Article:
Death, subsequent delay bring on some cold realizations
By William Campbell
October 20, 1993*
Any man’s death diminishes me, because I am involved in mankind.”
— John Dunne
Evelyn Ruth Billings made a lot of people late to work October 12.
Because of her, the two right lanes of the southbound San Diego Freeway were closed for nearly three hours. Rush-hour traffic was backed up to Nordhoff Street, to Winnetka on the southbound Ventura Freeway and to Coldwater Canyon on the northbound. The resultant traffic clog led harried commuters to inundate the surrounding canyon roads and Sepulveda Boulevard, jamming those streets for several hours.
All because she died that morning.
All because at 56, Billings, after apparently parking a friend’s car at the west end of the Mulholland Drive overpass that spans the 405 Freeway, squeezed between a narrow opening in the bridge’s tall railing and jumped to her death that she met after falling the 80-or-so-feet and hitting the freeway pavement at 6:30 a.m. And it seems that all that was talked about was the traffic mess she made.
Well, I was stuck in that traffic as I tried to make it over Beverly Glen Boulevard in Sherman Oaks to the west side of Los Angeles that day. And I heard over the radio during a one-hour commute that normally takes 15 minutes, that a fatality on the 405 was the reason everything was so screwed up all over the place.
Just so it’s known that I’m not the pot calling the kettle black, in the solitude and security of my dilapidated 1973 Pontiac Firebird, I cursed this then-unknown dead person for the delays that were caused.
While watching my gas guage drop and inhaling the collective poision being belched forth from the cars stacked up both in front and behind me, all the while hoping beyond hope that this would not be the time my radiator decided to blow or that old fanbelt — which should have been replaced months ago — would not decide to snap, I silently hoped that the death was an especially painful one, long and drawn out and full of suffering. At the same time, I envied the person for no longer having to deal with L.A. gridlock ever again.
A saint, I am not. What a surprise. But tell me you don’t identify with my frustration.
Of course, all these thoughts took place before I learned of the dead woman’s name, her circumstance, her pain. The following evening, I finally had time to read the story in the newspaper. It was only then that I found out the fatality was not the result of a traffic accident. It was only then I learned it was an apparent suicide. It was only then I knew her name.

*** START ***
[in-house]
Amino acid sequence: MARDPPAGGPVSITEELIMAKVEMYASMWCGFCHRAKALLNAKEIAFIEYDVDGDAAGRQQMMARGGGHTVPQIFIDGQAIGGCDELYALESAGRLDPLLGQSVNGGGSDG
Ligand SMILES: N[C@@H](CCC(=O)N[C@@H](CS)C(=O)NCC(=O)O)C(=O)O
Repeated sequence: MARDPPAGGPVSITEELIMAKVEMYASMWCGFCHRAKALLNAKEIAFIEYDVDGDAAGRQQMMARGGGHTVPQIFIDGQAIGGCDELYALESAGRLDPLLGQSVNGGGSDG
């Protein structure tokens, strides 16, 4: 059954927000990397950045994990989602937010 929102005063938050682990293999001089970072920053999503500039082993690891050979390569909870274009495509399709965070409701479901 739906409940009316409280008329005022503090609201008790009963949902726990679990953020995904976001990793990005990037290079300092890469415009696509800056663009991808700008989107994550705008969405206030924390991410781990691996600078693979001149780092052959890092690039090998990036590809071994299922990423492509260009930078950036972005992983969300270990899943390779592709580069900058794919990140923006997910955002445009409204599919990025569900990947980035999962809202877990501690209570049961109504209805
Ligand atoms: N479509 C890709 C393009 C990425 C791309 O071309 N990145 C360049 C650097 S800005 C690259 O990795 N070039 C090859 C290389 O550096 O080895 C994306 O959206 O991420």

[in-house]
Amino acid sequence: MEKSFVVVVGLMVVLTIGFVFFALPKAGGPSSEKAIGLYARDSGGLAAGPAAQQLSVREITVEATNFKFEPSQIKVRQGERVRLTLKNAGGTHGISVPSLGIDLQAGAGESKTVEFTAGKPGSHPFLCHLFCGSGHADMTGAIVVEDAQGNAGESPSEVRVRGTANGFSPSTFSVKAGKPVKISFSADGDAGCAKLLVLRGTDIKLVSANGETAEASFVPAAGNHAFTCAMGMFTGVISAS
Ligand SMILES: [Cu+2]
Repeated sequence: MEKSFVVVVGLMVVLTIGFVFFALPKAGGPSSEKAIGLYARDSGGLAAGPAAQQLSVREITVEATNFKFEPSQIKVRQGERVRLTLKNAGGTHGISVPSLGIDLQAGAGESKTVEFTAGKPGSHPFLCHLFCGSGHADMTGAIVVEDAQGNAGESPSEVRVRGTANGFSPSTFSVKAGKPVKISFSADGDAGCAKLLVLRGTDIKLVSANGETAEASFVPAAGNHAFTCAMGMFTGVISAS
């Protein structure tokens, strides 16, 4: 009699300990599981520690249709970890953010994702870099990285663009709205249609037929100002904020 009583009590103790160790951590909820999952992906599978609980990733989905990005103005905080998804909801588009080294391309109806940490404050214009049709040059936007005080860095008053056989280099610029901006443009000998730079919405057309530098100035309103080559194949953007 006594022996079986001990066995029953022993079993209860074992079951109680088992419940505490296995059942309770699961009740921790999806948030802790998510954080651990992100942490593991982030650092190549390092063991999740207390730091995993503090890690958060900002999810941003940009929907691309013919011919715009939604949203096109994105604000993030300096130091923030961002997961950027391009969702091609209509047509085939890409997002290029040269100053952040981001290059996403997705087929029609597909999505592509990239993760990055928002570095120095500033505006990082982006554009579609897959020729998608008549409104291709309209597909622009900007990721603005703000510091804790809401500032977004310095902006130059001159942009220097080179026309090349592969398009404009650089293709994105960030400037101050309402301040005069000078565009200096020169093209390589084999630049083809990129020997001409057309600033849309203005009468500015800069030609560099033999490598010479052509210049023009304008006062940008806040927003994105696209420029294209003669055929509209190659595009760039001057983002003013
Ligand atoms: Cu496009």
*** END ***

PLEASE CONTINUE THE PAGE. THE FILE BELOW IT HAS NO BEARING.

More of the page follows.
I sat down and cried.
I didn’t know her. I never met her, or knew anything of her life or her family. Unknown to me were her hobbies, her favorite color, her favorite sport, her political leanings, her health, the color of her carpeting or her hair, the happiest moment of her life, or the reasons she decided to end it all.
She was a life. A living, breathing human being that deserved consideration and respect. But it was so easy for me to belittle her death and suffering when it was anonymous and distant.
In looking at the picture in the paper taken from the overpass and looking down at the freeway and the police cars and the Coroner’s van, I could just make out the vague blanket-covered shape of Evelyn Ruth Billilngs in the shadows. The finality of the picture hit me hard. I’ll never look at the Mulholland Drive Bridge the same way again.
I could tell from where her body came to rest, she had apparently decided to get it over with. Picturing it in my mind, she wanted no part of a dramatic rescue or theatrical display of emotion. There was no need for her to make her way to the center of the freeway. She didn’t want to be stopped or caught or found or saved. She probably didn’t even want to cause too much trouble. She made her way out over the freeway just far enough to clear the shoulder and jumped.
How I wish I could have reached out a hand to help that woman who stood all along in the cool morning air as she faced a San Fernando Valley that was just coming alive at the same time she chose to die.
How I wish I could have been miraculously crossing over the freeway during those crucial moments before she let go, to offer her my compassion, to listen to whatever overwhelming pain was consuming her, to let her know she was not alone.
An empty heroic dream brought on by guilt? I doubt it. I take Donne’s words pretty seriously. But I am ashamed at my callous reaction and the city’s at-large.
In a place this size, it seems too easy to dismiss the end of a single, tortured life. Especially if it disrupts the status quo. Or in this case, the traffic flow.
*Originally published in the L.A. Pierce College Roundup when Will was its editor-in-chief, this column went on to win a first place column-writing award in the 1994 statewide Journalism Association of Community Colleges competition, judged by the incomparable L.A. Times columnist Jack Smith.